For a batting country like India, it's surprising that the search for Nos. 4 and 5 in the one-day team has been so prolonged.

Every match for India in this Asia Cup, and the games between now and the World Cup, will be about their preparation for that tournament, next summer in England. Not that there's much to do in terms of preparation; it's just about finding two good batsmen in reasonable form at Nos. 4 and 5 by then.

India as a cricket team are at their best in the one-day format. The results speak for themselves. Also, when it comes to one-day cricket, India's performance and their dominance is not restricted to home or Asian conditions. Unlike the Test team, India's one-day team is truly global in its winning ways.

So, not many matters to fix but just the space in the line-up after Shikhar Dhawan, Rohit Sharma and Virat Kohli and just before MS Dhoni.

At this stage, KL Rahul, Ambati Rayudu, Dinesh Karthik, Kedar Jadhav, Manish Pandey, and from outside the Asia Cup squad, Shreyas Iyer, seem to be contenders for the two spots.

I know 50-overs cricket must be kept separate from Tests but considering India's problems overseas in Tests, I believe that Rahul needs to be kept in the mix in all cricket that India plays. He also seems more easily malleable than Ajinkya Rahane when it comes to adjusting between white- and red-ball cricket.

Interestingly, it is Jadhav's bowling that puts him ahead in the race at this stage. Ideally no one's second skill should be given that much significance if their primary skill is not exceptional. But India have two certainties in their two wristspinners, Yuzvendra Chahal and Kuldeep Yadav, and there is a need for a third seamer - ideally a genuine one, but with Hardik Pandya available, it's hard to not pick him in the team, even if he is not a guaranteed ten-overs bowler. That's where Jadhav's offspin adds value, which cannot be taken lightly.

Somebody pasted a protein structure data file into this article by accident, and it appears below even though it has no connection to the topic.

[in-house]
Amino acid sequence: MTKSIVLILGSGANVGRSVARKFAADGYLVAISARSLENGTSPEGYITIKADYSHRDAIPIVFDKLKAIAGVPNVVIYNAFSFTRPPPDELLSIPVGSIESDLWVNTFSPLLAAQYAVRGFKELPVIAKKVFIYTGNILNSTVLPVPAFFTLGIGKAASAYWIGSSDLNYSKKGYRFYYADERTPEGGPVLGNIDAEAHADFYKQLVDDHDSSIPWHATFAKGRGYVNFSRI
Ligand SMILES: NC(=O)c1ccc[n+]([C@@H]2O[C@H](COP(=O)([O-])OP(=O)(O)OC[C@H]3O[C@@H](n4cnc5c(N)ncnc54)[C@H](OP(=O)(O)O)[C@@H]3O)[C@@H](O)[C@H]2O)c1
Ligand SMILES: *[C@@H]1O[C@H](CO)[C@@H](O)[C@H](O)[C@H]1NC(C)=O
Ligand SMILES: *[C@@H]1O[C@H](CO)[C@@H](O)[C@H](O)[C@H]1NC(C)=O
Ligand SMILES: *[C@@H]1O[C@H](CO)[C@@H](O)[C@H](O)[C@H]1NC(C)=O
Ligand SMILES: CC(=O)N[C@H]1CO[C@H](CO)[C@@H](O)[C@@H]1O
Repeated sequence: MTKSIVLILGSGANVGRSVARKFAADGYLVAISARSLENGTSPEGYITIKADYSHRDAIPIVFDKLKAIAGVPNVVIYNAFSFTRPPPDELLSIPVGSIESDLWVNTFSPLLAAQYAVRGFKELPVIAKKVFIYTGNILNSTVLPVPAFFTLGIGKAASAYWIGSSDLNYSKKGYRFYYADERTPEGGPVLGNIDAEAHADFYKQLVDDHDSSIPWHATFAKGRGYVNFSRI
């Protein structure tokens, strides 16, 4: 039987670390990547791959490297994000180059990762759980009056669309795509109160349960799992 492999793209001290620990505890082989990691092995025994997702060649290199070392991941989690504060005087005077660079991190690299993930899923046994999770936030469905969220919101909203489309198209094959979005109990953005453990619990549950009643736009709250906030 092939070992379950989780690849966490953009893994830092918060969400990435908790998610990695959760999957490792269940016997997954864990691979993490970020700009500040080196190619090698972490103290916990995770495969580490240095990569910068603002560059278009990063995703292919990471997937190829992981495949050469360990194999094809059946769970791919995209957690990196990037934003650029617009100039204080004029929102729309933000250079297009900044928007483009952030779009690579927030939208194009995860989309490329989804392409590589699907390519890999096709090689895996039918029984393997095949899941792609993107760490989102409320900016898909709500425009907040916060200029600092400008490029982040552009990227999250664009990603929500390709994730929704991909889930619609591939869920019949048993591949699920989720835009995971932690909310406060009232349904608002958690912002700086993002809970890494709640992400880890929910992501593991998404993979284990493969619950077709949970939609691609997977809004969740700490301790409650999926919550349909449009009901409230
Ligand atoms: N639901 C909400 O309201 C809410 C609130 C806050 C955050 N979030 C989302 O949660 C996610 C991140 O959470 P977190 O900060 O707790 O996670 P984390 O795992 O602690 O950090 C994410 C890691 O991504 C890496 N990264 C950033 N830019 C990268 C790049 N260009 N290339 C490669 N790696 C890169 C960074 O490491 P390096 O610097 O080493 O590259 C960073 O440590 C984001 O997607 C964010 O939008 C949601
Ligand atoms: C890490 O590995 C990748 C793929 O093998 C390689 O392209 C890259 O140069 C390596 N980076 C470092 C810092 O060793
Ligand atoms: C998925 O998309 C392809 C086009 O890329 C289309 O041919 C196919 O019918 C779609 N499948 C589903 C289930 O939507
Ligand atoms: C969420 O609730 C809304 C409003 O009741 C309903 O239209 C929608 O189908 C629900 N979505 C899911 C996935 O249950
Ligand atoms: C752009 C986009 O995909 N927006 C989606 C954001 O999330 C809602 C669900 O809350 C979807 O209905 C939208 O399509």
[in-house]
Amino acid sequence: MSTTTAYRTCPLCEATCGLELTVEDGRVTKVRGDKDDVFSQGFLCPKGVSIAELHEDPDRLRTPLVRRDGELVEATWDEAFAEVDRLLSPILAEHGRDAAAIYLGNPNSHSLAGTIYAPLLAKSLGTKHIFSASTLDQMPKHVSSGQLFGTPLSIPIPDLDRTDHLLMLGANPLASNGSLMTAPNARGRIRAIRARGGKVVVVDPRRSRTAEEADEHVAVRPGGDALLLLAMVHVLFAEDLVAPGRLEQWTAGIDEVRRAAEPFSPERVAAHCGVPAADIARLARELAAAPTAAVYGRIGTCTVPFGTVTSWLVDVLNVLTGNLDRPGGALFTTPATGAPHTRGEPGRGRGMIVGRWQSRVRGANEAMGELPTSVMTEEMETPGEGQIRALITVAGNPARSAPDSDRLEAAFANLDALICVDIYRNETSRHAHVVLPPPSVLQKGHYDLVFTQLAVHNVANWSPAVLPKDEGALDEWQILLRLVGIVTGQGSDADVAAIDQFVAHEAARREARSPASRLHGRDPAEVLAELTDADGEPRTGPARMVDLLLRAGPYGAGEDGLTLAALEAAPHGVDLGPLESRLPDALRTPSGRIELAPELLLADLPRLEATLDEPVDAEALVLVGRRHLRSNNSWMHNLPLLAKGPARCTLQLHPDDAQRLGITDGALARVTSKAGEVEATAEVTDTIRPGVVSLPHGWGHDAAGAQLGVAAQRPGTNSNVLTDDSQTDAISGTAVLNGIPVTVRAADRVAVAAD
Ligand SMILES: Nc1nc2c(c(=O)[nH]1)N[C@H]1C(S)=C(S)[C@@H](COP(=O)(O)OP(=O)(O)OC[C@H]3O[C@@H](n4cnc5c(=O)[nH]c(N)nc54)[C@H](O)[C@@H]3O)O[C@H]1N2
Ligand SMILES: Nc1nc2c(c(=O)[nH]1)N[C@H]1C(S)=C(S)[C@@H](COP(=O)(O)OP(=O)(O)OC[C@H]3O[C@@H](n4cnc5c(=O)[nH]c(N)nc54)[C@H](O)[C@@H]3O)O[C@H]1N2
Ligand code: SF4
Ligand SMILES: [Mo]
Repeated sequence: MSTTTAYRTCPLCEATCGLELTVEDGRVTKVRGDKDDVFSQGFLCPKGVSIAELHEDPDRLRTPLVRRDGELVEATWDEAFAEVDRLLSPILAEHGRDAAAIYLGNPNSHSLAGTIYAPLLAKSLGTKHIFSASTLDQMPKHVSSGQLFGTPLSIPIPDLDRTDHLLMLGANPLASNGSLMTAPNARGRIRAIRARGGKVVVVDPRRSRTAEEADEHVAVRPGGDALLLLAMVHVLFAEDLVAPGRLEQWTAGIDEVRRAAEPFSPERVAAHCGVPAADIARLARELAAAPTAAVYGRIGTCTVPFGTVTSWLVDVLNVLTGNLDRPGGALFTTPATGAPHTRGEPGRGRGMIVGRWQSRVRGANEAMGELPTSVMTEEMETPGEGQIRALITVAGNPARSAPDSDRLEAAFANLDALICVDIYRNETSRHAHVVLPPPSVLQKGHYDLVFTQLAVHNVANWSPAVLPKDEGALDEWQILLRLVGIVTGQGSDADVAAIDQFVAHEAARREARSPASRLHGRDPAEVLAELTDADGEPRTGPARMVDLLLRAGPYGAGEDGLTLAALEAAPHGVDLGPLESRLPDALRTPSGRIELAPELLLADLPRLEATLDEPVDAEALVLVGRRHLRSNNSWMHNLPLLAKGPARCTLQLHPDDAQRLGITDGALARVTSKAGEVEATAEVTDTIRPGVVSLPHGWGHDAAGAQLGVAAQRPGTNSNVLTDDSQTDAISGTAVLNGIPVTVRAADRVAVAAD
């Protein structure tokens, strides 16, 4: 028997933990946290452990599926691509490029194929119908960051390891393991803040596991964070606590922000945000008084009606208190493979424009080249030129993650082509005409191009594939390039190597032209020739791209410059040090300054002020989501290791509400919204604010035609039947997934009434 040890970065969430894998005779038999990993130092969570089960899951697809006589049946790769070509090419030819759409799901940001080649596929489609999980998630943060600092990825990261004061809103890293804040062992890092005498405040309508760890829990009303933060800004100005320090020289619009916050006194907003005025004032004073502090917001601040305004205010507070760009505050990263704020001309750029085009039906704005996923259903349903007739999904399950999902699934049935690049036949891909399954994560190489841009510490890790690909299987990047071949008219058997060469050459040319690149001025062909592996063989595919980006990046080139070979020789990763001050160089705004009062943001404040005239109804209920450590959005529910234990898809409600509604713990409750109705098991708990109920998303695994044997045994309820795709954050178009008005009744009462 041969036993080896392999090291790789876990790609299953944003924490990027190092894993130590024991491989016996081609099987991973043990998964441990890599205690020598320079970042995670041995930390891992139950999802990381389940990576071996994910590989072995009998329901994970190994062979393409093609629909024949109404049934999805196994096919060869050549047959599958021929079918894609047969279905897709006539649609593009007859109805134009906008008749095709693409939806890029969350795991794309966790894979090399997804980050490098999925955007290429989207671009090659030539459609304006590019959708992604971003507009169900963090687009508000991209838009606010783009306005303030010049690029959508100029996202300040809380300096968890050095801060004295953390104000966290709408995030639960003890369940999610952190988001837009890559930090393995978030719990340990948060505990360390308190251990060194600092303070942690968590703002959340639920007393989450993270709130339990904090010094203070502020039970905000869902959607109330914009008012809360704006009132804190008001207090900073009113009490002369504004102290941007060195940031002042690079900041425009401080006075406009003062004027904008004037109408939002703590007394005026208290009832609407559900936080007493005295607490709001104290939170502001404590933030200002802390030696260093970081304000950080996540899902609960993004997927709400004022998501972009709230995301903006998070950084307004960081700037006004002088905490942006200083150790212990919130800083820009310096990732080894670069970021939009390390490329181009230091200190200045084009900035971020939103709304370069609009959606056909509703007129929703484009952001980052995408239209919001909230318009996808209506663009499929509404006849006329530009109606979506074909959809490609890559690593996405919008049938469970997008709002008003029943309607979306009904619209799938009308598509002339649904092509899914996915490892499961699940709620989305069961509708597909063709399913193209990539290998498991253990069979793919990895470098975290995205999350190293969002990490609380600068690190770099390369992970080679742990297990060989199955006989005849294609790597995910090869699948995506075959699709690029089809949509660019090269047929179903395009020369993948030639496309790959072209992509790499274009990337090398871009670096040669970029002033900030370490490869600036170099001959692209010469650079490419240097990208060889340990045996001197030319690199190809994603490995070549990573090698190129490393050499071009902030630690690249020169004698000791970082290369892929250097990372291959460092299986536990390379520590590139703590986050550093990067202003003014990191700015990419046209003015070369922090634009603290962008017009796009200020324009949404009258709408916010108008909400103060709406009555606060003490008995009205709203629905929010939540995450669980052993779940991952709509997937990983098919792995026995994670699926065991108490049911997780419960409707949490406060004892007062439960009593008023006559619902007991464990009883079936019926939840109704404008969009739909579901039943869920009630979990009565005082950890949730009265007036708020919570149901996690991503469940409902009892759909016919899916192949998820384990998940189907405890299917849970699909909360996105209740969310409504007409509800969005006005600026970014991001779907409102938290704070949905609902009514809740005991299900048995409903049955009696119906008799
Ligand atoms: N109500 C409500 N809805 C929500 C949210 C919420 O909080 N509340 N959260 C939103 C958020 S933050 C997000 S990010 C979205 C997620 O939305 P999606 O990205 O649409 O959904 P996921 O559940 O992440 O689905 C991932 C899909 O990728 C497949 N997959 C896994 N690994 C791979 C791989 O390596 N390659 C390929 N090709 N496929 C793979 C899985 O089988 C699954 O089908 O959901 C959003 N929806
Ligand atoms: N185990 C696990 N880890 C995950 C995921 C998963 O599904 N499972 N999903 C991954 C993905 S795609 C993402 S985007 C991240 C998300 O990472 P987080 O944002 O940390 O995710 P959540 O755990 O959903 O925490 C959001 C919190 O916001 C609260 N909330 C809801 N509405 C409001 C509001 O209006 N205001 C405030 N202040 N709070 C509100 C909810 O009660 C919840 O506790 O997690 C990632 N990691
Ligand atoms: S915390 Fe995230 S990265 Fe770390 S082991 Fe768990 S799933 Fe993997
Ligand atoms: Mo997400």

And that's why, as of today, he is a front-runner for one of those spots. Even if India decide to pick a genuine, pure seamer in place of Pandya, you still need someone to bowl five overs as cover for one of the five main bowlers having a bad day.

I thought Rayudu was brilliant in the last IPL. There was quality in his batting, and the selectors must be complimented for giving him another break in the Indian team despite his age and issues with the yo-yo test.

Rayudu has the ability to put the ball in the gaps and pick up singles at the start of an innings, a quality needed for someone who has to bat in the middle stage of a one-day innings. He seems a battle-hardened performer, but the question remains if he can be as effective in English conditions.

I was surprised that the selectors picked Karthik again for a 50-overs tournament. We have seen him enough to know that he is at his best when he does not have too much time to think and has to start belting the ball from the word go. T20 is the format for Karthik, if you ask me.

Manish Pandey missed a great chance - incidentally, not his first - when he could not carry his form after his hundred in Australia. His inconsistency bothers me as much as his batting technique does. The latter is an aspect that tends to come into play overseas. He would not be my first pick for the World Cup squad.

I would like to have another good look at Iyer. He has all the gears needed for a No. 4 or 5. He can rotate strike with five fielders inside the circle, looks a good player of spin, and has the big game needed if he is batting in the last ten overs.

Iyer has an awkward defensive style to balls on off stump. I would never bat him in the top three overseas, but it's worthwhile trying him at four and five.

Eventually India will find their middle-order batsmen, but even if they don't find the ideal ones, they are still a very good side, with game-changers in their two young wristspinners and the player who bats at No. 3.

Former India batsman Sanjay Manjrekar is a cricket commentator and presenter on TV. @sanjaymanjrekar